Scream 3 is misunderstood in the Scream series; it’s actually one of the best sequels because at this point it’s hard to distinguish Scream 3 from Stab 3. Not sure if that was the intention, but I love that they’re now basically the same thing, the same entity, with a total intermingling/crossover of the real characters and the actors playing them. Either a genius move, or genius in the way it has revealed itself as a commentary on horror, trauma, mass media, and death. Watched via Lionsgate Films 5 Film set.
Scream 2 amps up the fun factor, delivering double doses of the good stuff in true sequel fashion. We already know the characters, so it opens up the film to get down to business quicker, featuring some clever and thrilling set pieces, darker, more savage kills, and also the meta aspect with the Stab film and the media hype surrounding its premiere.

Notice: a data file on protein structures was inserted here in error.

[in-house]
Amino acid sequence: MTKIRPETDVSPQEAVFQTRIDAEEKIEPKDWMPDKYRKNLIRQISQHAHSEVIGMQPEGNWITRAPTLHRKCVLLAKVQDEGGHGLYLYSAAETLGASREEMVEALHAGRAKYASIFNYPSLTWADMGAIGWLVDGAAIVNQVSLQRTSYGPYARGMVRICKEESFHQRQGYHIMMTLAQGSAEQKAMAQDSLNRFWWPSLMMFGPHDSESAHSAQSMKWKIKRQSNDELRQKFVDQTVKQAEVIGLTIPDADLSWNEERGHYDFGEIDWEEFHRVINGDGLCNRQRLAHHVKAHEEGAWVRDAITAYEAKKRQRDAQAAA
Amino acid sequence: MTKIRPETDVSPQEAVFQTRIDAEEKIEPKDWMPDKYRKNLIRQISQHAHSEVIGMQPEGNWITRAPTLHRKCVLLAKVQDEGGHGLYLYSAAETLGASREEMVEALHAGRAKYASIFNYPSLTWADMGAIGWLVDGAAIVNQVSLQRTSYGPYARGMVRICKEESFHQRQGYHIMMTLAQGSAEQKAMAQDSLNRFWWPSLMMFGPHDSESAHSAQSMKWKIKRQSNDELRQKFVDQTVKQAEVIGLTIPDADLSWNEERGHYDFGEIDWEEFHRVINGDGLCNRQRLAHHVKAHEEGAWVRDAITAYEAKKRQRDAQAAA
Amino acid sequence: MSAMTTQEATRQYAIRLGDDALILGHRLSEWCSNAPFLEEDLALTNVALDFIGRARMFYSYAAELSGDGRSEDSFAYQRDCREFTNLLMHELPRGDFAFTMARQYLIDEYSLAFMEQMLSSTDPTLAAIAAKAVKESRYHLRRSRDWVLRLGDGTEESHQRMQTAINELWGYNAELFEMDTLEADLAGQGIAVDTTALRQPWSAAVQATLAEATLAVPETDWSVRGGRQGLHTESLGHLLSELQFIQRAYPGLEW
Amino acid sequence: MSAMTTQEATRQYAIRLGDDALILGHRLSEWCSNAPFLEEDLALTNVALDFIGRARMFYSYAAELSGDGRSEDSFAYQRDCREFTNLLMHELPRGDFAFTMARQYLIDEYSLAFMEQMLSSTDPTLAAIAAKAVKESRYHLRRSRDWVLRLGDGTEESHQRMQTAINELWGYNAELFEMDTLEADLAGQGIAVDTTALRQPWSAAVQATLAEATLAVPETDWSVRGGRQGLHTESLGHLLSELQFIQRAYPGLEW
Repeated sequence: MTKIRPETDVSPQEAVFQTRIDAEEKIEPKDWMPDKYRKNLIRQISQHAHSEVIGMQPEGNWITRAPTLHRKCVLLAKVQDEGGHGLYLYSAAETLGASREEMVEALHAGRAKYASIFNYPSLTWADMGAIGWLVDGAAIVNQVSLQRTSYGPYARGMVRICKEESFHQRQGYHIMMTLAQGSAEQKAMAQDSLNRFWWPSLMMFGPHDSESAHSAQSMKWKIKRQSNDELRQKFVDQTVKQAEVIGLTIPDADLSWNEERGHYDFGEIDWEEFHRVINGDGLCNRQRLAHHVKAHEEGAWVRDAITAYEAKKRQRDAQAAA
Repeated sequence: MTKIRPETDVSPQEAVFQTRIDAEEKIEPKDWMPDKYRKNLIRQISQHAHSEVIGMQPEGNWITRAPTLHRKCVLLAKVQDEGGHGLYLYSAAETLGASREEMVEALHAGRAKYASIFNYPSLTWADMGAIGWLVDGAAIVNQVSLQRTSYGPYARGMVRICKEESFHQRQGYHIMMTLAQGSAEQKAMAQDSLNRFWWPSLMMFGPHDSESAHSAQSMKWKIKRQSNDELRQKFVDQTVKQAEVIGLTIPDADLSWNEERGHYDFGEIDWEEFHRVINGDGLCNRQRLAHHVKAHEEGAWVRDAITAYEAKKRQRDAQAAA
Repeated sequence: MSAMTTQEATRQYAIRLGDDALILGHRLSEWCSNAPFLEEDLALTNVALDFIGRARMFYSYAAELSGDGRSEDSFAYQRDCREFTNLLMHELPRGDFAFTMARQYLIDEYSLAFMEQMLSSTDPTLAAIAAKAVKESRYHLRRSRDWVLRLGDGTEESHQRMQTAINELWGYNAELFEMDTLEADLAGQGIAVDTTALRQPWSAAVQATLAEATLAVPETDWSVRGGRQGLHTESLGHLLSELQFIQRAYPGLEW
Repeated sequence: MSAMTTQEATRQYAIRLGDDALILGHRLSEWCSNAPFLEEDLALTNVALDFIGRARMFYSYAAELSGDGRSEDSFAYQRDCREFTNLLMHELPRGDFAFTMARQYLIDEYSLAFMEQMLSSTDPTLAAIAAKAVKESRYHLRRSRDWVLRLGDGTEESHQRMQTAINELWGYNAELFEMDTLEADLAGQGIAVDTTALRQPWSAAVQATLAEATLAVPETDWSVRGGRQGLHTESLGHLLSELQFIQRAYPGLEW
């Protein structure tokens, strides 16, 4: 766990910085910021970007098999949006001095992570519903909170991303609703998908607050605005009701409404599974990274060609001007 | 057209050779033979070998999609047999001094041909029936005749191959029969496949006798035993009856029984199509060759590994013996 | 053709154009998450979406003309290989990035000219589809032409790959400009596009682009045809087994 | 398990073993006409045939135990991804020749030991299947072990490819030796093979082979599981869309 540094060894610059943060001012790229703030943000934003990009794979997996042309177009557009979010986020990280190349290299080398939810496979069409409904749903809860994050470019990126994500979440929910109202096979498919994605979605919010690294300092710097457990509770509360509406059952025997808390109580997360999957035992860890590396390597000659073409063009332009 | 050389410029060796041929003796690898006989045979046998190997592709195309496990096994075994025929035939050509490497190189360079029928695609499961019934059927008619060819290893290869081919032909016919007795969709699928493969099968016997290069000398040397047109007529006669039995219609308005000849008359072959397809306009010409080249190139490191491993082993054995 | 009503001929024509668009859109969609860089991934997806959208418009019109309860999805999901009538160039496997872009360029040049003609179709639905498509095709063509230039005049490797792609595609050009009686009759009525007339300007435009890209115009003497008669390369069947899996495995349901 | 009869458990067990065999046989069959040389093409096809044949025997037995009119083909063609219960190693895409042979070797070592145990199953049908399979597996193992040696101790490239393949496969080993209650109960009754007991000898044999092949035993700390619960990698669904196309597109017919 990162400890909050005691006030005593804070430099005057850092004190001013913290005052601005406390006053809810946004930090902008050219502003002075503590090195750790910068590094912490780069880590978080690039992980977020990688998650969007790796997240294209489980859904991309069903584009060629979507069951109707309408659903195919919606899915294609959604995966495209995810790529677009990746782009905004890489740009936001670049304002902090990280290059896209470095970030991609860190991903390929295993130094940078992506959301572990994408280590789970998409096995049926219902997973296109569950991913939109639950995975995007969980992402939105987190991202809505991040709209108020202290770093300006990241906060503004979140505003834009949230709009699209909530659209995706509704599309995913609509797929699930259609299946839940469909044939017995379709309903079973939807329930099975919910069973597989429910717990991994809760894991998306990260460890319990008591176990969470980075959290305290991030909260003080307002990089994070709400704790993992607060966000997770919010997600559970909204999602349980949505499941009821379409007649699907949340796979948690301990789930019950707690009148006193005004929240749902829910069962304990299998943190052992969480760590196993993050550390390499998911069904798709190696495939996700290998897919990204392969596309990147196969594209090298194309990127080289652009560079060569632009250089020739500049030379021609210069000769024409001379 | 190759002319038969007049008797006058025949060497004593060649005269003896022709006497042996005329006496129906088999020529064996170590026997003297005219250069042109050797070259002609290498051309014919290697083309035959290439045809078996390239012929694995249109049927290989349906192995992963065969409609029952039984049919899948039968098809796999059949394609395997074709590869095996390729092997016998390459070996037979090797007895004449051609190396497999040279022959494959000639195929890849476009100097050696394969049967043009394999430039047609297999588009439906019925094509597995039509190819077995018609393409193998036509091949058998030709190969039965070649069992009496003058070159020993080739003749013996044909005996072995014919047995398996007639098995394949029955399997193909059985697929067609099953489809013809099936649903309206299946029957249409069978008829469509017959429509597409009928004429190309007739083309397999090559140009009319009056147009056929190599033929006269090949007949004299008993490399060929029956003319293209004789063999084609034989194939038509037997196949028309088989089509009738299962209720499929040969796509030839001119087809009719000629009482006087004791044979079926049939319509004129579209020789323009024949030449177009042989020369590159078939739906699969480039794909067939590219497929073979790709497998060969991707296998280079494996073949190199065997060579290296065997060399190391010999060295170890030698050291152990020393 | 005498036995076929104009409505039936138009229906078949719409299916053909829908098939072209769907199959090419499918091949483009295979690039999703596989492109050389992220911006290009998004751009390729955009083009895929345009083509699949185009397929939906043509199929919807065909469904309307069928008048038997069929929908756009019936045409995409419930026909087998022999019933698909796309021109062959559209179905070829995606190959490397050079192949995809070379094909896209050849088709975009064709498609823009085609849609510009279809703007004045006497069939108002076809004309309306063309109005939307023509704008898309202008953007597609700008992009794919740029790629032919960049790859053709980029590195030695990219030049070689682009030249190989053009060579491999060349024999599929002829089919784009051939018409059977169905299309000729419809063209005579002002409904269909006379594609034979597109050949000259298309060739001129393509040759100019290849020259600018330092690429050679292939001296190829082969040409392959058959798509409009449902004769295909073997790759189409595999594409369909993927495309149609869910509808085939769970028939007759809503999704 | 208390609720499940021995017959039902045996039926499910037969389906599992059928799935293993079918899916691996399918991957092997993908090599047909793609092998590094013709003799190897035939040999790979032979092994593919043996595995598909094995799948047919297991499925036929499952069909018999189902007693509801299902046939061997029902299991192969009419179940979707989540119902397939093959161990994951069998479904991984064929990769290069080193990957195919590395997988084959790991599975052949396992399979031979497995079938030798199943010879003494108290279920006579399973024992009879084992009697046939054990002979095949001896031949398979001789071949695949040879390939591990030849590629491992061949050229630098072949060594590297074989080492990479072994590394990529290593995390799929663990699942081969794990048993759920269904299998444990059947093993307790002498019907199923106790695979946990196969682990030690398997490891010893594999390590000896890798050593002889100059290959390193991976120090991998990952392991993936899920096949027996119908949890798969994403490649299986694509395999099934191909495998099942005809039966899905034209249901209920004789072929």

Wes maintains the atmosphere and tension from the first film, and we dive deeper into Cotton Weary and…
Always had a soft spot for this movie, despite its many flaws. It seemed to have an edge in 2000, and its rogue, adventurous spirit spoke to me. I love the journey to the island, the decadent photography, the lush, romantic Angelo Badalamenti score—it's all very slick and dangerous feeling, like you’re there with Richard and Etienne and Francoise on this mysterious and incredible treasure hunt.
But not long after they get the island, it all starts to unravel. Slowly…
Some of the names that contributed to the making of this film: Martin Scorsese, Nicolas Cage, John Goodman, Paul Schrader, Robert Richardson, Thelma Schoonmaker, Tom Sizemore, Ving Rhames, Elmer Bernstein, Joe Connelly — and yet it still appears to be moderately undervalued within the Scorsese filmography. It still doesn’t even have a Blu-ray release.
But it is on Prime, which is how I watched it tonight; my first watch since seeing it theatrically. The subject matter is dark and dreary,…